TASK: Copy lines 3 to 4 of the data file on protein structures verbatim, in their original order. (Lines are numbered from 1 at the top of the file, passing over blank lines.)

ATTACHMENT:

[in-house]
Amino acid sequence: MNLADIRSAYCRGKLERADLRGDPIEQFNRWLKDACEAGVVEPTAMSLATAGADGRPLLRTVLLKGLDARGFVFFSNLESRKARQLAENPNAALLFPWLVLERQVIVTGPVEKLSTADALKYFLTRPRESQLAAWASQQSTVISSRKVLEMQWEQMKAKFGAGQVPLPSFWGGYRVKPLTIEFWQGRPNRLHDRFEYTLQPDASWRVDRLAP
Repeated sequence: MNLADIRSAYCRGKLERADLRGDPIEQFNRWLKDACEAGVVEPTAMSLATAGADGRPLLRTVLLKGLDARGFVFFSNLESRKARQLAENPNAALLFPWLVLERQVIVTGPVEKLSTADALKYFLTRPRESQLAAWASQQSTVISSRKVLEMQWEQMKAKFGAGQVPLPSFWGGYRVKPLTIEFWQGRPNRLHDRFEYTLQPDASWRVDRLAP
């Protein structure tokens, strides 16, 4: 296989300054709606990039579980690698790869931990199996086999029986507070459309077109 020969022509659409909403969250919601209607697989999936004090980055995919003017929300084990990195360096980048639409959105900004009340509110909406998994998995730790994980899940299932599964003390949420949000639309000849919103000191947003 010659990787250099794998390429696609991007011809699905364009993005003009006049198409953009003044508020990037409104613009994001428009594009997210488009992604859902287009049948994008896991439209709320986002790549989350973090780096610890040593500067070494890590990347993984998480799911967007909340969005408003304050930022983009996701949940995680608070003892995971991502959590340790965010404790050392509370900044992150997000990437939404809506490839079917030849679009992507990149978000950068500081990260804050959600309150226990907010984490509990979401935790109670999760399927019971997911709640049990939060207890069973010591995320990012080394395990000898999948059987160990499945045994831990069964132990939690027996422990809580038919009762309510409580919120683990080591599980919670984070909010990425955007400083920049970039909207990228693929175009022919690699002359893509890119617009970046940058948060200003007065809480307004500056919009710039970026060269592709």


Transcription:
Repeated sequence: MNLADIRSAYCRGKLERADLRGDPIEQFNRWLKDACEAGVVEPTAMSLATAGADGRPLLRTVLLKGLDARGFVFFSNLESRKARQLAENPNAALLFPWLVLERQVIVTGPVEKLSTADALKYFLTRPRESQLAAWASQQSTVISSRKVLEMQWEQMKAKFGAGQVPLPSFWGGYRVKPLTIEFWQGRPNRLHDRFEYTLQPDASWRVDRLAP
């Protein structure tokens, strides 16, 4: 296989300054709606990039579980690698790869931990199996086999029986507070459309077109 020969022509659409909403969250919601209607697989999936004090980055995919003017929300084990990195360096980048639409959105900004009340509110909406998994998995730790994980899940299932599964003390949420949000639309000849919103000191947003 010659990787250099794998390429696609991007011809699905364009993005003009006049198409953009003044508020990037409104613009994001428009594009997210488009992604859902287009049948994008896991439209709320986002790549989350973090780096610890040593500067070494890590990347993984998480799911967007909340969005408003304050930022983009996701949940995680608070003892995971991502959590340790965010404790050392509370900044992150997000990437939404809506490839079917030849679009992507990149978000950068500081990260804050959600309150226990907010984490509990979401935790109670999760399927019971997911709640049990939060207890069973010591995320990012080394395990000898999948059987160990499945045994831990069964132990939690027996422990809580038919009762309510409580919120683990080591599980919670984070909010990425955007400083920049970039909207990228693929175009022919690699002359893509890119617009970046940058948060200003007065809480307004500056919009710039970026060269592709």